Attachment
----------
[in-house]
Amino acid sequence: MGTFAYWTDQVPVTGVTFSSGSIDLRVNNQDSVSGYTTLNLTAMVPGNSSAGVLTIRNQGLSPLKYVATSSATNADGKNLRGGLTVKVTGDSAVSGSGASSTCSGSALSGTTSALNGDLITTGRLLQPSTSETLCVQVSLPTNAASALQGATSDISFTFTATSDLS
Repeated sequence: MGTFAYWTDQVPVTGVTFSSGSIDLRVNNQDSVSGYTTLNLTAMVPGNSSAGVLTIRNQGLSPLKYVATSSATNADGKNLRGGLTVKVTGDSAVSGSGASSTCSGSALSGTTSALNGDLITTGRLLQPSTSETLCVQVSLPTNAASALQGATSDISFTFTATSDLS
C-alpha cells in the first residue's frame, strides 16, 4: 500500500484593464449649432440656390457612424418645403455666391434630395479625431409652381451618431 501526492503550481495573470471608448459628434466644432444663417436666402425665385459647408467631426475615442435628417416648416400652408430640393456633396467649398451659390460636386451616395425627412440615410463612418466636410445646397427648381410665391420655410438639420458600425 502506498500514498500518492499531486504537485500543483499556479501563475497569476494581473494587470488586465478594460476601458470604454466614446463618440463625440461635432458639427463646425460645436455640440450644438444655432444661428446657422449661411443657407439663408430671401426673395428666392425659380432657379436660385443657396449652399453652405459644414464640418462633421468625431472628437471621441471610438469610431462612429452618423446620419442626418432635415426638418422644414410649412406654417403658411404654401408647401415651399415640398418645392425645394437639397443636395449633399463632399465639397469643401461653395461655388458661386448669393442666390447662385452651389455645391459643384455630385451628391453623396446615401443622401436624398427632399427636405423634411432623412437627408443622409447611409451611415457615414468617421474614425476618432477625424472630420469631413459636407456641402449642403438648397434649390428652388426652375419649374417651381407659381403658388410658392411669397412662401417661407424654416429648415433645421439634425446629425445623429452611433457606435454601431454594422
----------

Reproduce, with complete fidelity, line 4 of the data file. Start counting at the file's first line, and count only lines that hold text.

C-alpha cells in the first residue's frame, strides 16, 4: 500500500484593464449649432440656390457612424418645403455666391434630395479625431409652381451618431 501526492503550481495573470471608448459628434466644432444663417436666402425665385459647408467631426475615442435628417416648416400652408430640393456633396467649398451659390460636386451616395425627412440615410463612418466636410445646397427648381410665391420655410438639420458600425 502506498500514498500518492499531486504537485500543483499556479501563475497569476494581473494587470488586465478594460476601458470604454466614446463618440463625440461635432458639427463646425460645436455640440450644438444655432444661428446657422449661411443657407439663408430671401426673395428666392425659380432657379436660385443657396449652399453652405459644414464640418462633421468625431472628437471621441471610438469610431462612429452618423446620419442626418432635415426638418422644414410649412406654417403658411404654401408647401415651399415640398418645392425645394437639397443636395449633399463632399465639397469643401461653395461655388458661386448669393442666390447662385452651389455645391459643384455630385451628391453623396446615401443622401436624398427632399427636405423634411432623412437627408443622409447611409451611415457615414468617421474614425476618432477625424472630420469631413459636407456641402449642403438648397434649390428652388426652375419649374417651381407659381403658388410658392411669397412662401417661407424654416429648415433645421439634425446629425445623429452611433457606435454601431454594422